Criticism of PRA abounds because so many problems surround its practices in the large development agencies. The development establishment, at least on the surface, has welcomed it as a panacea for getting quick input for the design and evaluation of development programs, but it is by no means clear that these agencies much care about its participatory dimensions other than wishing to take advantage of the euphonic sound the word participation has. PRAs are now often mandated by agency fiat, and this is not necessarily a bad thing. But the larger conditions in the agencies that mandate PRAs can directly contaminate the processes, causing the practitioners to prejudge the outcome of the work and to carry forward projects that were already defined without the use of PRA.
Like any AR approach, PRA, in the hands of incompetent or malevolent practitioners, can become an empty formalism, a set of ritualized steps to go through rather than a set of tools to be deployed differently as the complexities of local situations become better understood. Of course, this co-optation of terms and practices is not unique to PRA.
PRA, often sponsored by powerful external agencies, is caught in a contradiction between espousing participatory methods while working within a coercive institutional environment. Feminists have pointed out that many PRAs fail because they do not get to the voiceless members of the community and thus create a false impression of the dynamics of local situations, especially when the outside agents are male and are dealing with male local leaders. Some of the best PRA practitioners have taken these criticisms seriously and struggle with these problems.
David Mosse ( 1993) points not to the failure of PRA but to its weaknesses in practice and why it should not be viewed as a panacea. He shows how PRA can unintentionally structure local knowledge to reflect existing social relationships by failing to develop the long-term and subtle sensitivity to local power relationships that an AR project would necessarily develop.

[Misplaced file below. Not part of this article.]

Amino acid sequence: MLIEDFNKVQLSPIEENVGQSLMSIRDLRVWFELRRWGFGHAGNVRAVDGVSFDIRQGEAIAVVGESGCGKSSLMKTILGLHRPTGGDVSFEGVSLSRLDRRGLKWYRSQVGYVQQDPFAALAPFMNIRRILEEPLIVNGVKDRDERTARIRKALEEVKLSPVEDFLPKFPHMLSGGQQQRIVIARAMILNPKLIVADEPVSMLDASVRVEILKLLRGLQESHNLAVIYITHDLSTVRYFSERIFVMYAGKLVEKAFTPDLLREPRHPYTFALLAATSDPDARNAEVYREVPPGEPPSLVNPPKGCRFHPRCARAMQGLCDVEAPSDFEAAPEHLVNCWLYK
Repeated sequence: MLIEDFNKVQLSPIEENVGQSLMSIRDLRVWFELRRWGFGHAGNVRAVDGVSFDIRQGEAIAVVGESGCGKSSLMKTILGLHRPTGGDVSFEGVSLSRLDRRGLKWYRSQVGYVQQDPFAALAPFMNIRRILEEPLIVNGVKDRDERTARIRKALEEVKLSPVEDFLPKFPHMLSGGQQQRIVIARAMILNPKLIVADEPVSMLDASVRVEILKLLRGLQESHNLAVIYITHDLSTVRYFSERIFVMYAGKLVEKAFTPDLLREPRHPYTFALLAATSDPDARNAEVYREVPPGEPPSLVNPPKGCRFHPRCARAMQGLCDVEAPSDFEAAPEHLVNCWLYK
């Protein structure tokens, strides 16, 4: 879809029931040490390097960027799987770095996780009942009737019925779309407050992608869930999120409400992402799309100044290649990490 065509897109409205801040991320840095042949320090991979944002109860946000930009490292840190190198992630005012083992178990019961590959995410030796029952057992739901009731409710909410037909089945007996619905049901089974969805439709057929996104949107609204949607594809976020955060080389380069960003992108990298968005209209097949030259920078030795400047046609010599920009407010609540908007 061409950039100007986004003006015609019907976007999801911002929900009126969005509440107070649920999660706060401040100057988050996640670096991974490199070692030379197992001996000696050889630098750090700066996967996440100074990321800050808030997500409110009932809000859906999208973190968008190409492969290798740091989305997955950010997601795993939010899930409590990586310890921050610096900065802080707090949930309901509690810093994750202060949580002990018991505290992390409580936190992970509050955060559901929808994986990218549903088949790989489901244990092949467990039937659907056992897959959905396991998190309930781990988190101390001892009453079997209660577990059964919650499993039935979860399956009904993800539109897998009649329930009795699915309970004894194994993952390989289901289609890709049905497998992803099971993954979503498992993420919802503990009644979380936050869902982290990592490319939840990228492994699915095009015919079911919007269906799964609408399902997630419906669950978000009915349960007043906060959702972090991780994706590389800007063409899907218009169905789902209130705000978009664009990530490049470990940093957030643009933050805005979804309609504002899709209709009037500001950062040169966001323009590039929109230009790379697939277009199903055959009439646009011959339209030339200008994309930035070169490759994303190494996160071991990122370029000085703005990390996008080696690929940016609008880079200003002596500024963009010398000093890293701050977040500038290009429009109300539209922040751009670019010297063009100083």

When a PRA team arrives in a community and begins a rapid process of data collection and analysis, it usually does not have the time or inclination to become aware in a detailed, subtle, ethnographic way about the nuances of local power. As a result, the coercion and collusion that dictate the public face of many communities are quite likely to be expressed in the outcomes. PRA is not immune to gender bias for these same reasons because formal representations of knowledge can inhibit women’s contribution to its formulation.
At its worst, PRA is an extractive approach to information in which data are gathered for the purposes of the development agency rather than for meeting the espoused intention of having the agency’s programs built to suit the needs of the community. Thus, a PRA team may come in, organize a major data-gathering effort, organize the data, and leave, designing the intervention in the local community on the basis of this rapid overview and calling the process “participatory.”
Mosse (1993) points out that the participatory language of PRA also can be experienced as oppressive in some situations. When local people ask PRA teams about what should be done and the answer is that “the community should decide/’ local people can easily experience this as an unwiUingness of powerful outsiders to reveal to the local people what their true agenda is. This creates additional insecurity and distrust, whereas in the minds of the PRA team members, they are being open and participatory.
The most sustained critique of participatory approaches to development published so far is Cooke and Kothari’s Participation: A New Tyranny? (2001). In this book, the various contributors question the transportability ofWestern notions of participation to non-Western contexts. They assert that often participation is used to weaken opposition to schemes imposed from the outside, a common theme also in labor union reactions to participatory processes initiated by management. Most of all, they counsel skepticism in the face of the exaggerated claims made for participatory approaches as a panacea for problems of poverty.
Source: Greenwood Davydd J., Levin Morten (2006), Introduction to Action Research: Social Research for Social Change, SAGE Publications, Inc; 2nd edition.